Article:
Though the government may have trouble settling on the best healthcare policy, everyone agrees on one thing: The system needs to change.
The U.S. is well on its way to a value-based model that rewards providers when patient outcomes improve—and penalizes them when they don’t. It’s a welcome change that should lower costs and improve efficiency, but shifting this trillion-dollar industry will take a combination of human ingenuity and technological prowess, especially from the providers that deliver care.
“Right now, physicians are incentivized to perform services whether they’re right or wrong, whether they’re needed or not, and whether they’re delivered well or poorly,” said Dr. David Wennberg, data scientist at Quartet Health and adjunct associate professor at The Dartmouth Institute. “That’s a flawed model.”
Policymakers, payers, and providers are all doing their best to fix it. Medicaid directors from 20 states instituted value-based models in 2016, according to a survey of Medicaid directors1. In 2015, the Department of Health and Human Services (HHS) set a goal of converting 50 percent of fee-for-service Medicare payments to value-based payment models by the end of 2018, and many private insurers are jumping on board2.
To improve patient care and avoid costly penalties, providers will need to track a host of metrics, from readmission rates to hospital-acquired infections and emergencies. For many, this means drastically improving their ability to acquire and analyze data.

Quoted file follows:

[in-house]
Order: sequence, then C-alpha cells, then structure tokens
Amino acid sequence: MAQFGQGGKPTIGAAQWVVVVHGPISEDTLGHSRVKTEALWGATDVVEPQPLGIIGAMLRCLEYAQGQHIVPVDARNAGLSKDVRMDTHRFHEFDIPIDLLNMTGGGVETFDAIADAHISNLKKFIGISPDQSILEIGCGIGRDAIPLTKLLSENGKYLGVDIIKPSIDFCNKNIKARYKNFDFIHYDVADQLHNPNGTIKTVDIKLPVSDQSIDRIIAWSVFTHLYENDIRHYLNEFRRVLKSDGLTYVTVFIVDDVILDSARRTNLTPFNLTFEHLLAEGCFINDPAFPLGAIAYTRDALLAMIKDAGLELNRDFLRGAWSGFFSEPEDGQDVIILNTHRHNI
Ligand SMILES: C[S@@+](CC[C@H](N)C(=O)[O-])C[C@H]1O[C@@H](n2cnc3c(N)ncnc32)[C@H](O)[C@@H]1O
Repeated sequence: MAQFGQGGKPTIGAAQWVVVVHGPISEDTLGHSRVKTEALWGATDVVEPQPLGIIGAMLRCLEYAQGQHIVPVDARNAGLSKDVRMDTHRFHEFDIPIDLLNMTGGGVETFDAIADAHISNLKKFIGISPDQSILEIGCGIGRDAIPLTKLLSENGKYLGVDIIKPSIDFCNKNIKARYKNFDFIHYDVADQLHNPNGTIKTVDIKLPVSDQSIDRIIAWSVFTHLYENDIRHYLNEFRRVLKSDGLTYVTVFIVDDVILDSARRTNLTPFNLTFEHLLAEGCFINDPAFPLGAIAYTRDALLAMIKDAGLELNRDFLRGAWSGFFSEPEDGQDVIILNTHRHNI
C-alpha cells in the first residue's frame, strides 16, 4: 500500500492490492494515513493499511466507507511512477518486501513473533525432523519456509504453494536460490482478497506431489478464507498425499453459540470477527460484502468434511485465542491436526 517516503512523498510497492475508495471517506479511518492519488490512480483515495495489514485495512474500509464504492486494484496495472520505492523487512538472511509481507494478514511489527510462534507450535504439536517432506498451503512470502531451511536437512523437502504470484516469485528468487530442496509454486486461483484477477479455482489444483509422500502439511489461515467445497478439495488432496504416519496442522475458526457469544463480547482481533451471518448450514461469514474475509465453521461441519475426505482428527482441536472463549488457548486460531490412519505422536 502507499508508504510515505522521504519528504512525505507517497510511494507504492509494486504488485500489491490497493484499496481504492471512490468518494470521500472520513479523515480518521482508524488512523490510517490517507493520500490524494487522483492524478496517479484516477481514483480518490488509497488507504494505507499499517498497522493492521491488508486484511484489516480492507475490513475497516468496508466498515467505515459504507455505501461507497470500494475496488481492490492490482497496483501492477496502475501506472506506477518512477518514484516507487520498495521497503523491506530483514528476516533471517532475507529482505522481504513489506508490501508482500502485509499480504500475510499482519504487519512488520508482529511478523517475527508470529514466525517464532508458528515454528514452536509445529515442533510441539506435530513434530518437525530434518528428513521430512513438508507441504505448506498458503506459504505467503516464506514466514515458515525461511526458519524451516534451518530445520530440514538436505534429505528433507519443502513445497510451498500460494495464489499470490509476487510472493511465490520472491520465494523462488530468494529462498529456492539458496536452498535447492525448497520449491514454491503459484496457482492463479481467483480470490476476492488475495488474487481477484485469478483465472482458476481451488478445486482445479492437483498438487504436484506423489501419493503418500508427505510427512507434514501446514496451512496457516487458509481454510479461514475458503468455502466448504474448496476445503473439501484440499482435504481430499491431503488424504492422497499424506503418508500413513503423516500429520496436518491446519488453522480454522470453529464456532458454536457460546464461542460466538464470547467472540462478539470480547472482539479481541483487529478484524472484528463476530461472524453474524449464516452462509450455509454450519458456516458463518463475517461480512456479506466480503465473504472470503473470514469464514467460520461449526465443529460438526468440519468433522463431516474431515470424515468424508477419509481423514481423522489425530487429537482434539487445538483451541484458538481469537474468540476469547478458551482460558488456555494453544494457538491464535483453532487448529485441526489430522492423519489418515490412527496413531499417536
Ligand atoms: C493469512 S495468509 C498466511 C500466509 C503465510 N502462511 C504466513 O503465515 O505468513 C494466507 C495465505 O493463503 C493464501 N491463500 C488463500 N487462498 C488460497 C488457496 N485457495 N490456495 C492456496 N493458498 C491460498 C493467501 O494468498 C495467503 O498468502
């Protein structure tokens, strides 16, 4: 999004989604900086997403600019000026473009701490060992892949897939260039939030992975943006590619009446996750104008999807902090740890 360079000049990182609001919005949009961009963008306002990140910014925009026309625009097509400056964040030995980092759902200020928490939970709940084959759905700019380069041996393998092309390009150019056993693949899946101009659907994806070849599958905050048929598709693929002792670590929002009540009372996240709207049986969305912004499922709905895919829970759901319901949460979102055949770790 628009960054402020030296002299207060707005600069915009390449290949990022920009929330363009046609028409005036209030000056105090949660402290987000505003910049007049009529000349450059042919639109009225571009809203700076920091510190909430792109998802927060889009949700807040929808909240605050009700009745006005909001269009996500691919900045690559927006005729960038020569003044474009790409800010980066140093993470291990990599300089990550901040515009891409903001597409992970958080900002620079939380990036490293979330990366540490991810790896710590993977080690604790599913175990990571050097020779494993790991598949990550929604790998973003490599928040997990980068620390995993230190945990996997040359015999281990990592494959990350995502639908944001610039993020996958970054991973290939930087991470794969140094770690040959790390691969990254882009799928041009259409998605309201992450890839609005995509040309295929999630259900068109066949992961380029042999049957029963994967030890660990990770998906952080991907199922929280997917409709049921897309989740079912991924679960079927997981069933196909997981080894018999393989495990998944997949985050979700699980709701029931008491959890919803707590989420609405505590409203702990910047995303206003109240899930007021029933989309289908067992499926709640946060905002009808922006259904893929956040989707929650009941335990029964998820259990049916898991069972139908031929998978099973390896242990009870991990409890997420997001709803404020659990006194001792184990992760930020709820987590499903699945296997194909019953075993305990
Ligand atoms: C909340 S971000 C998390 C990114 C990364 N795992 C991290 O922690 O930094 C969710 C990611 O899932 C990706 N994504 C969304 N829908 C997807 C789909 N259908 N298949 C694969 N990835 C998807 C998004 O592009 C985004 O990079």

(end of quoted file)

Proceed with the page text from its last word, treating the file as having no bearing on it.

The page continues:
“Having analytics that can tell you, ‘What are the most efficient paths for patients?’ ‘When are patients falling off track?’ ‘How do we interact with patients and know when things are going wrong or right?’ That's all the domain of this complex analytics world,” said Jennifer Esposito, Intel’s general manager for worldwide health and life sciences.
The first step for many providers is having the systems to understand what’s happening today by analyzing data from multiple sources. Advanced analytics systems can give healthcare organizations insights they wouldn’t otherwise be able to get about patient populations, what’s working, and what’s not.
“It just doesn't scale to have humans monitoring all that stuff all the time,” said Esposito. Pulling all that data from disparate sources, and making sense of it, requires sophisticated systems that can work much more quickly and efficiently than any human.
The next step is analytics that can anticipate problems and help solve them before they happen. Powerful analytics programs can take historical data and recommend the best course of treatments, predict which patients are likely to need closer follow-ups after being released, and give other potentially lifesaving insights to keep patients well instead of waiting until they get sick.
"Right now, physicians are incentivized to perform services whether they’re right or wrong, whether they’re needed or not, and whether they’re delivered well or poorly."
"Healthcare is starting to get beyond traditional transactional decision-making, and move toward real-time, predictive, interventional decision-making at the point of care."